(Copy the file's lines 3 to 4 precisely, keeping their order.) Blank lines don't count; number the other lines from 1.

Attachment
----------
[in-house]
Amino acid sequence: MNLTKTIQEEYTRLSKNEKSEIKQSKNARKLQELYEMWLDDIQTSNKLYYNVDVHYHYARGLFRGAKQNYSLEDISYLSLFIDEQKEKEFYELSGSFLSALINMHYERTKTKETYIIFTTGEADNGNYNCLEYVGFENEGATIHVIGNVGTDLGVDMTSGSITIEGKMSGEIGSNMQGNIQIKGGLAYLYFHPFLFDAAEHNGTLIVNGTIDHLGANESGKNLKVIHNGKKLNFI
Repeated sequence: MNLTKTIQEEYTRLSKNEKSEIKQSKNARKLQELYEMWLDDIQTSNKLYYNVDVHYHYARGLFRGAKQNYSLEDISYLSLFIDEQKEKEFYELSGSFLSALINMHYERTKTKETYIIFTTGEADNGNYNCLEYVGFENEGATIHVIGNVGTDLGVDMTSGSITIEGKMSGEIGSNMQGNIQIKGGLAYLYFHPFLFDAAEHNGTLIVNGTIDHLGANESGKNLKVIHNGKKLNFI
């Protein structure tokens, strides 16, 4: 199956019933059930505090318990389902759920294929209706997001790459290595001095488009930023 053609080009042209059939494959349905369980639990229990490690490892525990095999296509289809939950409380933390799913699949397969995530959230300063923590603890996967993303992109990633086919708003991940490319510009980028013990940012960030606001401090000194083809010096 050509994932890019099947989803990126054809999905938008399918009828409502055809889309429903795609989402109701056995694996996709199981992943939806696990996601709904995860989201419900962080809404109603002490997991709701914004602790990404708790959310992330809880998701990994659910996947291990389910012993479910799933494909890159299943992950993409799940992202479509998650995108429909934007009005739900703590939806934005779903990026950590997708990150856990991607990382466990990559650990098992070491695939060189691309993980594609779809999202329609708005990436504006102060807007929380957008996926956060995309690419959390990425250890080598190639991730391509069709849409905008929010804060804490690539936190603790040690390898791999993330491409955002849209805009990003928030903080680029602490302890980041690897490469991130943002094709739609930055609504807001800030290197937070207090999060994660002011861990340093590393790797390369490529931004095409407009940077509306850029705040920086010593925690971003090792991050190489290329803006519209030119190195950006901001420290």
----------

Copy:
Repeated sequence: MNLTKTIQEEYTRLSKNEKSEIKQSKNARKLQELYEMWLDDIQTSNKLYYNVDVHYHYARGLFRGAKQNYSLEDISYLSLFIDEQKEKEFYELSGSFLSALINMHYERTKTKETYIIFTTGEADNGNYNCLEYVGFENEGATIHVIGNVGTDLGVDMTSGSITIEGKMSGEIGSNMQGNIQIKGGLAYLYFHPFLFDAAEHNGTLIVNGTIDHLGANESGKNLKVIHNGKKLNFI
């Protein structure tokens, strides 16, 4: 199956019933059930505090318990389902759920294929209706997001790459290595001095488009930023 053609080009042209059939494959349905369980639990229990490690490892525990095999296509289809939950409380933390799913699949397969995530959230300063923590603890996967993303992109990633086919708003991940490319510009980028013990940012960030606001401090000194083809010096 050509994932890019099947989803990126054809999905938008399918009828409502055809889309429903795609989402109701056995694996996709199981992943939806696990996601709904995860989201419900962080809404109603002490997991709701914004602790990404708790959310992330809880998701990994659910996947291990389910012993479910799933494909890159299943992950993409799940992202479509998650995108429909934007009005739900703590939806934005779903990026950590997708990150856990991607990382466990990559650990098992070491695939060189691309993980594609779809999202329609708005990436504006102060807007929380957008996926956060995309690419959390990425250890080598190639991730391509069709849409905008929010804060804490690539936190603790040690390898791999993330491409955002849209805009990003928030903080680029602490302890980041690897490469991130943002094709739609930055609504807001800030290197937070207090999060994660002011861990340093590393790797390369490529931004095409407009940077509306850029705040920086010593925690971003090792991050190489290329803006519209030119190195950006901001420290």